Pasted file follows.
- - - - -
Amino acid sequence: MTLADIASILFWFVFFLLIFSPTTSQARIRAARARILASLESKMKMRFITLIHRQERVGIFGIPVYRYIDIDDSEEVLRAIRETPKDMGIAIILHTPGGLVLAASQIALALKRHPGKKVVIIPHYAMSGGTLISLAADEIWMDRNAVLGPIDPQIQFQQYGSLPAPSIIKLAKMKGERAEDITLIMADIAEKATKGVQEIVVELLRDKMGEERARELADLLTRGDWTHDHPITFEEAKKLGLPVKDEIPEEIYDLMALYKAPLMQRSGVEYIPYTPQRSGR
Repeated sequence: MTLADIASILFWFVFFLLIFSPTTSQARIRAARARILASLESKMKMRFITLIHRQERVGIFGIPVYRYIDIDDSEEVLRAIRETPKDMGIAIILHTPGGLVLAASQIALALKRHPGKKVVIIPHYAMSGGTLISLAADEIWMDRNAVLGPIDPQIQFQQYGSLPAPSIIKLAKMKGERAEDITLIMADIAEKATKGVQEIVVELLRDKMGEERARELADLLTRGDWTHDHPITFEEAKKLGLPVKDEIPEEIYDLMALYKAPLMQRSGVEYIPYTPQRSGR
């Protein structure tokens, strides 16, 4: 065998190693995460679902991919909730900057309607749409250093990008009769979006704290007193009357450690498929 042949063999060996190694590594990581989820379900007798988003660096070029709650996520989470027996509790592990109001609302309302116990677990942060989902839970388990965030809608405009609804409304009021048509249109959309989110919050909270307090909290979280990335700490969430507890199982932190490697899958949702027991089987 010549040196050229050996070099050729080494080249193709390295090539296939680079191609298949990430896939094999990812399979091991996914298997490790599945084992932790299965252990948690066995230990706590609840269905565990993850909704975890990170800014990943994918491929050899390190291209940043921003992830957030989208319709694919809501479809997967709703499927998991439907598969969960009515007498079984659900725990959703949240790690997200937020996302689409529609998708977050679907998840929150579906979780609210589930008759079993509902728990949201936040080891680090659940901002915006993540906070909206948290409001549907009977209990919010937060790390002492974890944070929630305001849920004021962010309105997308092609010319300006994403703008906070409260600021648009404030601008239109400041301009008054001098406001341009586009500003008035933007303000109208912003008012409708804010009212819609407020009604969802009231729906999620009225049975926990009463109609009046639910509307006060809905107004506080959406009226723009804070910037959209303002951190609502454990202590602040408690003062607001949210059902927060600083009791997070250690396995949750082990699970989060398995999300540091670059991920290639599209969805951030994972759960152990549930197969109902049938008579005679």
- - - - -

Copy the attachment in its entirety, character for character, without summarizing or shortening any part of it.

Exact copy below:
Amino acid sequence: MTLADIASILFWFVFFLLIFSPTTSQARIRAARARILASLESKMKMRFITLIHRQERVGIFGIPVYRYIDIDDSEEVLRAIRETPKDMGIAIILHTPGGLVLAASQIALALKRHPGKKVVIIPHYAMSGGTLISLAADEIWMDRNAVLGPIDPQIQFQQYGSLPAPSIIKLAKMKGERAEDITLIMADIAEKATKGVQEIVVELLRDKMGEERARELADLLTRGDWTHDHPITFEEAKKLGLPVKDEIPEEIYDLMALYKAPLMQRSGVEYIPYTPQRSGR
Repeated sequence: MTLADIASILFWFVFFLLIFSPTTSQARIRAARARILASLESKMKMRFITLIHRQERVGIFGIPVYRYIDIDDSEEVLRAIRETPKDMGIAIILHTPGGLVLAASQIALALKRHPGKKVVIIPHYAMSGGTLISLAADEIWMDRNAVLGPIDPQIQFQQYGSLPAPSIIKLAKMKGERAEDITLIMADIAEKATKGVQEIVVELLRDKMGEERARELADLLTRGDWTHDHPITFEEAKKLGLPVKDEIPEEIYDLMALYKAPLMQRSGVEYIPYTPQRSGR
């Protein structure tokens, strides 16, 4: 065998190693995460679902991919909730900057309607749409250093990008009769979006704290007193009357450690498929 042949063999060996190694590594990581989820379900007798988003660096070029709650996520989470027996509790592990109001609302309302116990677990942060989902839970388990965030809608405009609804409304009021048509249109959309989110919050909270307090909290979280990335700490969430507890199982932190490697899958949702027991089987 010549040196050229050996070099050729080494080249193709390295090539296939680079191609298949990430896939094999990812399979091991996914298997490790599945084992932790299965252990948690066995230990706590609840269905565990993850909704975890990170800014990943994918491929050899390190291209940043921003992830957030989208319709694919809501479809997967709703499927998991439907598969969960009515007498079984659900725990959703949240790690997200937020996302689409529609998708977050679907998840929150579906979780609210589930008759079993509902728990949201936040080891680090659940901002915006993540906070909206948290409001549907009977209990919010937060790390002492974890944070929630305001849920004021962010309105997308092609010319300006994403703008906070409260600021648009404030601008239109400041301009008054001098406001341009586009500003008035933007303000109208912003008012409708804010009212819609407020009604969802009231729906999620009225049975926990009463109609009046639910509307006060809905107004506080959406009226723009804070910037959209303002951190609502454990202590602040408690003062607001949210059902927060600083009791997070250690396995949750082990699970989060398995999300540091670059991920290639599209969805951030994972759960152990549930197969109902049938008579005679």